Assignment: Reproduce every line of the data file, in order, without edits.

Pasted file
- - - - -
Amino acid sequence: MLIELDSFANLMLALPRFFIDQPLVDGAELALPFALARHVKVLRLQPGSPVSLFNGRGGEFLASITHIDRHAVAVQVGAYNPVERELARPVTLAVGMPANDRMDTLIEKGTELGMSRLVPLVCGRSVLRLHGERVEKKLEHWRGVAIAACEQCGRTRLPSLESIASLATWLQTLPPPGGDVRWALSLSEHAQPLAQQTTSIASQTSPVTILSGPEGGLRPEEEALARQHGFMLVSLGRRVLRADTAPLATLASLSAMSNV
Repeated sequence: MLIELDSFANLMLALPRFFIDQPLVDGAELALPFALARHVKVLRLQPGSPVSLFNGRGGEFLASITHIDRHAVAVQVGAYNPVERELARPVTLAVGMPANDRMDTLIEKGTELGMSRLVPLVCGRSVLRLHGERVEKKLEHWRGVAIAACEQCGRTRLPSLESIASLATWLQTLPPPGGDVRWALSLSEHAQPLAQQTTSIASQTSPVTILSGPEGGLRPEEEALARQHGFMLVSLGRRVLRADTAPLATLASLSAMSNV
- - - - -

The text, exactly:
Amino acid sequence: MLIELDSFANLMLALPRFFIDQPLVDGAELALPFALARHVKVLRLQPGSPVSLFNGRGGEFLASITHIDRHAVAVQVGAYNPVERELARPVTLAVGMPANDRMDTLIEKGTELGMSRLVPLVCGRSVLRLHGERVEKKLEHWRGVAIAACEQCGRTRLPSLESIASLATWLQTLPPPGGDVRWALSLSEHAQPLAQQTTSIASQTSPVTILSGPEGGLRPEEEALARQHGFMLVSLGRRVLRADTAPLATLASLSAMSNV
Repeated sequence: MLIELDSFANLMLALPRFFIDQPLVDGAELALPFALARHVKVLRLQPGSPVSLFNGRGGEFLASITHIDRHAVAVQVGAYNPVERELARPVTLAVGMPANDRMDTLIEKGTELGMSRLVPLVCGRSVLRLHGERVEKKLEHWRGVAIAACEQCGRTRLPSLESIASLATWLQTLPPPGGDVRWALSLSEHAQPLAQQTTSIASQTSPVTILSGPEGGLRPEEEALARQHGFMLVSLGRRVLRADTAPLATLASLSAMSNV